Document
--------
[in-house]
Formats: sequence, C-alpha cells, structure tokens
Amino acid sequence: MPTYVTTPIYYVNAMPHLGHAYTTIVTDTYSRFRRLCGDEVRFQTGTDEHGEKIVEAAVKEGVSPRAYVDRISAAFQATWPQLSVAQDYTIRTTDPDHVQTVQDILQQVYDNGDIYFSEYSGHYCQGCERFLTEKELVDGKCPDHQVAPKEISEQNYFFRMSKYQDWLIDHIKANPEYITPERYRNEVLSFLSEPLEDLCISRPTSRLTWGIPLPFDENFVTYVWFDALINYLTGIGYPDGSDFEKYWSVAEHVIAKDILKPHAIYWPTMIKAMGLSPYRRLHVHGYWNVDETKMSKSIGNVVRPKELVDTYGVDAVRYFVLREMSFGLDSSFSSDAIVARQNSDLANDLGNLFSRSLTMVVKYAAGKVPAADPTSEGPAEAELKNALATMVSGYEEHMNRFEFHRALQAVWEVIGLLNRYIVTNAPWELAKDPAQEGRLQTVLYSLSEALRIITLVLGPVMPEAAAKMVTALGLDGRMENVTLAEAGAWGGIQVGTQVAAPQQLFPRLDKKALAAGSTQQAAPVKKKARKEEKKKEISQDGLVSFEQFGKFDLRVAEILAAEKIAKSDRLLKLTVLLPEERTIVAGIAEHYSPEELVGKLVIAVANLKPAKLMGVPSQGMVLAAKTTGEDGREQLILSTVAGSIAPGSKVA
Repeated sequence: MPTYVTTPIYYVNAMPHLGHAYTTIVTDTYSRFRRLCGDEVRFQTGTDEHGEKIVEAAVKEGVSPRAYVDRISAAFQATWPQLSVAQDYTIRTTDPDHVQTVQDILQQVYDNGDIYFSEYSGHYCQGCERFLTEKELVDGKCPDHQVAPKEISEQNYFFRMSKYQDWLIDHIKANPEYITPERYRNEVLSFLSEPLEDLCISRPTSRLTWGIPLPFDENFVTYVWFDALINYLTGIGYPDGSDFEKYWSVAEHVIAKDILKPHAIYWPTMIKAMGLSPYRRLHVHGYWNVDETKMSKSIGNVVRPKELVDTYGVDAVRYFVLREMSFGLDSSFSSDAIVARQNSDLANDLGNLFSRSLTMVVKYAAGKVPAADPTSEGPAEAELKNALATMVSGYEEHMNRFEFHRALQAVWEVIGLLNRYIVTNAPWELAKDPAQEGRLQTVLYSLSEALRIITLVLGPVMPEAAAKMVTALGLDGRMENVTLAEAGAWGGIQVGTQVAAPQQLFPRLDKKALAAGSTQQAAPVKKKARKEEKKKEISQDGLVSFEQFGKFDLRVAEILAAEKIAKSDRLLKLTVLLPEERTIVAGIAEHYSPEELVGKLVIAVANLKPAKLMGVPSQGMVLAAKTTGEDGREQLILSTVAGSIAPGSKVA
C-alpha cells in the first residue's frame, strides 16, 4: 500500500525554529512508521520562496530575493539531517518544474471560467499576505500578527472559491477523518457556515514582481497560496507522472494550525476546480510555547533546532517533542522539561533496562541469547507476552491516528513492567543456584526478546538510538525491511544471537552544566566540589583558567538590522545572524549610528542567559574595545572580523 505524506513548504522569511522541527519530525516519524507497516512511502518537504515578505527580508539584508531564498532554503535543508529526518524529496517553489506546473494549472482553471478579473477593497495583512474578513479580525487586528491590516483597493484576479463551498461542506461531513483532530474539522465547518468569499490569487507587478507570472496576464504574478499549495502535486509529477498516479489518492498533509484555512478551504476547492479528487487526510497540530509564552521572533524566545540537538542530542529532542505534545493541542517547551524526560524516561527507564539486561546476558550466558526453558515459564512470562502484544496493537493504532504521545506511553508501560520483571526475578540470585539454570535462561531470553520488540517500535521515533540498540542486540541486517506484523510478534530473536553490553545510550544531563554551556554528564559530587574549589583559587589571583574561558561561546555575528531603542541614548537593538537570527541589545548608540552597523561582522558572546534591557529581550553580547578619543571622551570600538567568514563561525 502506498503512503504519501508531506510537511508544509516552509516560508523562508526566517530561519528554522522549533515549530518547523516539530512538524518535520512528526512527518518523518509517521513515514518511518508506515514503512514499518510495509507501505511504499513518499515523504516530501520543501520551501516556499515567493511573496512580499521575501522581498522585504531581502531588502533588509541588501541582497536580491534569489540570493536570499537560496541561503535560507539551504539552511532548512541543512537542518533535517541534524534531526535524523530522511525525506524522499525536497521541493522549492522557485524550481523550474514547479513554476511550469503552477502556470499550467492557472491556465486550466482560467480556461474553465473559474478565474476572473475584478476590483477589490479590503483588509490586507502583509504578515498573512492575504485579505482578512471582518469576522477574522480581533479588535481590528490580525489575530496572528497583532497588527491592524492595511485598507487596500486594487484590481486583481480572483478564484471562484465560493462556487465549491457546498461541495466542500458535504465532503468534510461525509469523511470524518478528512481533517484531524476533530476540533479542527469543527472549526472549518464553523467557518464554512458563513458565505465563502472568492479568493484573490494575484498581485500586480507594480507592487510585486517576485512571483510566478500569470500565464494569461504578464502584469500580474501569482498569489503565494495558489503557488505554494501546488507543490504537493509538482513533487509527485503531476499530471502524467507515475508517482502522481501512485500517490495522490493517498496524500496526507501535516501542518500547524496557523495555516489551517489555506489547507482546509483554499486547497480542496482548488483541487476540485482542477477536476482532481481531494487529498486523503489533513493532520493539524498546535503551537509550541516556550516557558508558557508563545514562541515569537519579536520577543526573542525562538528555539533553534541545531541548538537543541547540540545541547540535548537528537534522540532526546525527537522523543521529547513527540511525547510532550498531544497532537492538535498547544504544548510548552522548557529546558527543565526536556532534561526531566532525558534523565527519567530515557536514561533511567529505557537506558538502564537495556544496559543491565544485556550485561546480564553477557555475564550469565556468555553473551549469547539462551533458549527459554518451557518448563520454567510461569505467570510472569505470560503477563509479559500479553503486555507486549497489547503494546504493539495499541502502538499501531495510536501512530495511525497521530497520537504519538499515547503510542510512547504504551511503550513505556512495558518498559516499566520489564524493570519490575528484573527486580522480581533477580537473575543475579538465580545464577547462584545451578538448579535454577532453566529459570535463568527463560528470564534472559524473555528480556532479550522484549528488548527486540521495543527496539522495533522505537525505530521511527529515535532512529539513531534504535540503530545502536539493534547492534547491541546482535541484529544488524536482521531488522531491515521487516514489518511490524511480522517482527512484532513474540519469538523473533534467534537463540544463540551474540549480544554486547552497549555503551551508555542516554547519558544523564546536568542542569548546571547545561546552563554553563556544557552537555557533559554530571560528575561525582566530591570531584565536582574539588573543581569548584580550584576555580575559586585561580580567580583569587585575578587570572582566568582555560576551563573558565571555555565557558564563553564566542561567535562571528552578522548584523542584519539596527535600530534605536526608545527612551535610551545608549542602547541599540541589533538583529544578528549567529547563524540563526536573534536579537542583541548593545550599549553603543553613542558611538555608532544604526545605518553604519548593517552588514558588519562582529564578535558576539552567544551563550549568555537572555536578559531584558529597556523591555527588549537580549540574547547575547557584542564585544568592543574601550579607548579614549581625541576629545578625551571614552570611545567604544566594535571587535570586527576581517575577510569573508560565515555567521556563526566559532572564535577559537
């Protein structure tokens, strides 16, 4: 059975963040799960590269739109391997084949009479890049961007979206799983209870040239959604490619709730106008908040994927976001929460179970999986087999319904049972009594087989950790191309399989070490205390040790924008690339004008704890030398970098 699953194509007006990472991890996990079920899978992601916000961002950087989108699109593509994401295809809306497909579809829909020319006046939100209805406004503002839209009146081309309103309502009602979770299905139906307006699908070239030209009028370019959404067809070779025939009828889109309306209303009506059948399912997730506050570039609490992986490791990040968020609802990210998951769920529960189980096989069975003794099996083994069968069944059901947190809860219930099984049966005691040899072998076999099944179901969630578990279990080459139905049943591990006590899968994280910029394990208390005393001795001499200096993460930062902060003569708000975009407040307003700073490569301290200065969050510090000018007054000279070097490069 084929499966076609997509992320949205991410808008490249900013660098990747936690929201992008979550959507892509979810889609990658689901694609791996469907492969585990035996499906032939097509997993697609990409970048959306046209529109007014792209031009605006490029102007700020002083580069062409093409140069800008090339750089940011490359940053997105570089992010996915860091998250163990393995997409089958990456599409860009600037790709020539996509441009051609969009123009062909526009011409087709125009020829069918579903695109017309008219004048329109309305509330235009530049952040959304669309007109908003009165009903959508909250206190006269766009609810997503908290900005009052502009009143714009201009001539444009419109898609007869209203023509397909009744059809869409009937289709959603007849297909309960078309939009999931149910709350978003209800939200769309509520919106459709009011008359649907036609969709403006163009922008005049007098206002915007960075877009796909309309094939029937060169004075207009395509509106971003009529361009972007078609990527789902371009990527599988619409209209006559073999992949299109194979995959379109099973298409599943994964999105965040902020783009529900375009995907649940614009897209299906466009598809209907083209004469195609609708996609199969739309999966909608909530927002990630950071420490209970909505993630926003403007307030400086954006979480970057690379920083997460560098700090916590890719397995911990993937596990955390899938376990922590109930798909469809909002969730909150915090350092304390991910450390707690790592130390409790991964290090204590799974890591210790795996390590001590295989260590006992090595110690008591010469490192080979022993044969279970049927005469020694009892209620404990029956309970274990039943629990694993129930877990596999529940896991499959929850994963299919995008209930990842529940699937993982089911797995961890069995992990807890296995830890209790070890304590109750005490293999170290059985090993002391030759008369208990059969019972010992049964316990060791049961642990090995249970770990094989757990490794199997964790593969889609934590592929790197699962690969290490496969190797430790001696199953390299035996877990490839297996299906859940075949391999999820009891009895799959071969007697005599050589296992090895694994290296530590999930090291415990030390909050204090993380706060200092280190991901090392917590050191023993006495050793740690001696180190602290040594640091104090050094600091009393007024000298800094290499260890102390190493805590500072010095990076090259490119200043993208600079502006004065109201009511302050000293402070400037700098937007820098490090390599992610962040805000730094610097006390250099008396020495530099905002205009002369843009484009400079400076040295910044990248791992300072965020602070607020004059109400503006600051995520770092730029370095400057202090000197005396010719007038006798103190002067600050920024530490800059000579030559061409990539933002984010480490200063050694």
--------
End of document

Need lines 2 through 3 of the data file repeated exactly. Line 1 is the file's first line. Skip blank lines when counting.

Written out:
Formats: sequence, C-alpha cells, structure tokens
Amino acid sequence: MPTYVTTPIYYVNAMPHLGHAYTTIVTDTYSRFRRLCGDEVRFQTGTDEHGEKIVEAAVKEGVSPRAYVDRISAAFQATWPQLSVAQDYTIRTTDPDHVQTVQDILQQVYDNGDIYFSEYSGHYCQGCERFLTEKELVDGKCPDHQVAPKEISEQNYFFRMSKYQDWLIDHIKANPEYITPERYRNEVLSFLSEPLEDLCISRPTSRLTWGIPLPFDENFVTYVWFDALINYLTGIGYPDGSDFEKYWSVAEHVIAKDILKPHAIYWPTMIKAMGLSPYRRLHVHGYWNVDETKMSKSIGNVVRPKELVDTYGVDAVRYFVLREMSFGLDSSFSSDAIVARQNSDLANDLGNLFSRSLTMVVKYAAGKVPAADPTSEGPAEAELKNALATMVSGYEEHMNRFEFHRALQAVWEVIGLLNRYIVTNAPWELAKDPAQEGRLQTVLYSLSEALRIITLVLGPVMPEAAAKMVTALGLDGRMENVTLAEAGAWGGIQVGTQVAAPQQLFPRLDKKALAAGSTQQAAPVKKKARKEEKKKEISQDGLVSFEQFGKFDLRVAEILAAEKIAKSDRLLKLTVLLPEERTIVAGIAEHYSPEELVGKLVIAVANLKPAKLMGVPSQGMVLAAKTTGEDGREQLILSTVAGSIAPGSKVA